Directed by ALEXANDER KORDA 



/ Week of February 8, 1931 



— 







SHE WEARS 
THE PANTS 

( 




A "natural" in title, 
cast, story and director. 

Directed by 

JOHN BLYSTONE 




say 



with 

Mil Dor 

Kenneth MacKenna 
John Garrick 

William Collier Sr., Ruth 
Warren, Nancy Kelly 
and Althea Henly 

Dane* numbers tugtd by 

seymour raw 

Screen play and dialof fry 
CARLE CROOKS! 





As a Saturday Even- 
ing Post serial story 
it captivated millions. 
The delightful ro- 
mance of the American 
plumber who plumbed 
the heart of a princess. 

Directed by 
HAMILTON MacFADDEN 



The PRINCESS 
and The PLUMBER 

with 

CHARLES FARRELL 



and 



MAUREEN O'SULLIVAN 



From 0* »tory Vy 

Alice Duer Miller 

Scran plij and dialog ky 

Howard J. Green 

Lyric* and mutic by 

William Kernell 




* 



Week of February 15, 1931 



- 



— , 



/-J-U 



—- 



, 

._ __ ; w 



' 



— 



/x*-w 



Ash Wednesday. 

- r- 



-=- 



__ 








z^-^ 









PAID ADV. REELS 



: 



fv 



/ 




15 



-.."". 



^ 



MON. 

16 



TUZ. 



WED. 

18 



THU. 

19 



FRI. 



20 

SAT. 

21 




RENEGADES 

with 

WARNER BAXTER 

J. M. Kerrigan Kenneth MacKenna 
Mitchell Harris Luana Alcaniz 

Buddies in the Foreign Legion — until a wom- 
an brought destruction to their strange com- 
pact. Breathless adventure in North Africa, 
based on Andre Armandy s novel "Le Rene- 
gat," with screen play and dialog by Jules 
Furthman Directed by Victor Fleming 




The mm^ 

PAINTED 
WOMAN 




Week of February 22, 1931 



~ 



PAID- ADV. REELS 



:o Unite 



+ 



& 



-fi** 







nniversar 




. 



~ 



SUN. 

22 



MON. 

23 



TUE. 



24 



WED. 

25 



— 

THU. 

26 



FRI. 

27 



SAT. 

28 




' 



r./v 



UP THE RIVER 



with 

Louise Huntington 
. . Spencer Tracy . . 

Joan Marie Lawes 
Claire Luce • Walter McGrail 
Humphrey Bogart • Lee Tracy 
Warren Hymer • Tyrone Power 
Goodee Montgomery 
Black and Blue ■ Joe Brown 
Elizabeth Patterson 



■:■ 



r 



/> 



They're Waiting for it! 
When little Joan Marie 
Lawes, daughter of the 
Warden of Sing Sing 
Prison, was signed to play 
in a story of prison life, 
the papers grabbed it as 
red hot news, and "Up 
The River" was launch- 
ed to the drum-beats 
of nation-wide publicity. 



Story jby 

MAUR'INE 
WATKINS 

Directed by 

JOHN FO 








NOWHERE 

with 

EL BRENDEL 

Marjorie White Lee Tracy 

Tommy Clifford 

Joyce Compton 

Marie Saxon J.M.Kerrigan 

Black & Blue 

William Harrigan 

Nat Pendleton 



A six day bike 
race with all 
the comedy 
trimmings — 
spills, sprints, 
and thrills. 
Laughs inevery 
lap. Screen play 
and dialog by 
Andrew Bennison. 



&*&; 



A 



<25> 






Week of March 1, 1931 




exjos Flgd^Upy; pgfc 



day 1836 when Texas seceded from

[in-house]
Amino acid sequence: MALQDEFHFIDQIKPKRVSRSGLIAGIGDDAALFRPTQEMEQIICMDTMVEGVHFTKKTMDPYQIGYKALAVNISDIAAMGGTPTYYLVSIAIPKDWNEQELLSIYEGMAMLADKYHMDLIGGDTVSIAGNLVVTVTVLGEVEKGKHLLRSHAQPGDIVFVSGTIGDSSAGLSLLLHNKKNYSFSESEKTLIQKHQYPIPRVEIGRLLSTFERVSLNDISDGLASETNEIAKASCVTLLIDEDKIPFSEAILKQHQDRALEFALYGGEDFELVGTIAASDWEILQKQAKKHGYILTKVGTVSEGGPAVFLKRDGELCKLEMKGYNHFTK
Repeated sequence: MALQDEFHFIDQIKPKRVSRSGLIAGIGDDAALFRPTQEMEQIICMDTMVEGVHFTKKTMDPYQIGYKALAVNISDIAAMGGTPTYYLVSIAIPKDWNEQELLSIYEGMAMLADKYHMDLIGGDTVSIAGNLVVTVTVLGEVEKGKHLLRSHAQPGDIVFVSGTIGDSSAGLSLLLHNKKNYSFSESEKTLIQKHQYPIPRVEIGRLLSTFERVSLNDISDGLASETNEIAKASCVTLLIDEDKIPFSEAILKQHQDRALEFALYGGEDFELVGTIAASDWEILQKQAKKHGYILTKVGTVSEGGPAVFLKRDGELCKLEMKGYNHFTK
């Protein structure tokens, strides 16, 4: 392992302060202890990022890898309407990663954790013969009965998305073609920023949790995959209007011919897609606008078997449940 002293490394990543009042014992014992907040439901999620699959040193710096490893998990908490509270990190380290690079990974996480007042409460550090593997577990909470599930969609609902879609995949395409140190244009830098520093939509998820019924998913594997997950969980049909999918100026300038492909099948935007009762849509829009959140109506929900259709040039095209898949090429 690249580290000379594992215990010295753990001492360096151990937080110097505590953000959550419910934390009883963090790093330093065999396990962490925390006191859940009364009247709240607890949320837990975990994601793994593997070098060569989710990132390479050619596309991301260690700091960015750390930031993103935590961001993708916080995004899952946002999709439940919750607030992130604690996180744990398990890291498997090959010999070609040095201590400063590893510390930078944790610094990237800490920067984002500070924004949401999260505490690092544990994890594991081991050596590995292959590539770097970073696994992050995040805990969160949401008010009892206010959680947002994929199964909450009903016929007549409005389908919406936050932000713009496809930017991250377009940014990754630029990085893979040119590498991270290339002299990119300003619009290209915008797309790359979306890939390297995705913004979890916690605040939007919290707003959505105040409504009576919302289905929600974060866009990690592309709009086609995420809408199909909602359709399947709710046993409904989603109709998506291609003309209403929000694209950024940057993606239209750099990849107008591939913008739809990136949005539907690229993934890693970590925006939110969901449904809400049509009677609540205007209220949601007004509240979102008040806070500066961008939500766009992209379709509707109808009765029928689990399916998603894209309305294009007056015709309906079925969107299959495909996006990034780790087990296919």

'f ' K(J~Wa 






-i 



-* 



184: 



-in i,|-gf 



iC 




nn^yT^pnia. H< 



1 845 — Texas annexed by Unit 




~^^fo 








\ 18/6 — Massacre of the Alamo, Texas. Not a 



Arbor Day, Arkansas. Also California. Day 



selected because Luther Burbank's birthda 






Not a holiday. 



TUE. 

3 



WED. 






?HU. 

5 




SAT. 



CHARLES FARRELL 

in 

SHE S MY GIRL 



with 



JOYCE COMPTON 



Directed by 
JOHN BLYSTONE 




By vote of the readers of Ameri- 
ca's two largest papers— New York 
Daily News and Chicago Tribune, 
Charles Farrell is the most popular 
male star of the screen. Here he is in 
a romance as bright as the morning. 





Directed b> 
JOHN BLYSTONE 

S<tttn play and diul<>|> by 

TOM GERAGHTY 




MEN ON CALL 

with 

EDMUND LOWE 

MAE CLARKE 

GEORGE CORCORAN 

WARREN HYMER 

JOE BROWN 

IAN MacLAREN • RUTH WARREN 

WILLIAM HARRIGAN 

MARGARET QUIMBY 



RELEASED 
OCT. 12th 



Roaring adventure 
and rare romance with 
the U. S. Coast Guard 



II 






/ 



Week of March 15, 1931 



= 



— 







/~~14J&^ ^ ^ 



PAID ADV. REELS 



/SUN. 

/15 



M 16 



TUE 

17 



i 



WEtr. 

8 



- 



„_ 



THU. 

19 



FRI. 

20 



SAT. 

21 



/ ■,."■> 



/ 



Ma 



Week of March 22, 1931 



,.SUN. 

l22 



MON. 



s, 



PAID ADV. REELS 










Week of March 29, 1951 







r — t 



r 



- 



PAID ADV, REELS 



- 





i 



vara l 



AiasKa. 



* 



= 



_ 



r~ 








^i 



~ 



i 



? 



— 







~~ 



T±Z1 



SUN. 



M& ^S 



MON. 

30 



tu: 




WED. 
April 

l 



THU. 

2 




I V 




Week of April 5, 1931 



— 



SUN. 



-— 



— 



— - 



PAID ADV. REELS 



' 




MON. 

6 



TUE. 






WED. 



8 



- 



^2- 



~ v 



•1917— United S 




— 



iec!a 



£7Grmonv 






~ 



^11X4 




• 



THU. 

A 9 



1 




n 



— 



~~ 



.-^t, 



~^ 



KT^V 1 



- 



jg-CM^ 



/<? 




1 



\«vi 



^y?-?d@ 



Arbor Do. 



Alsd Art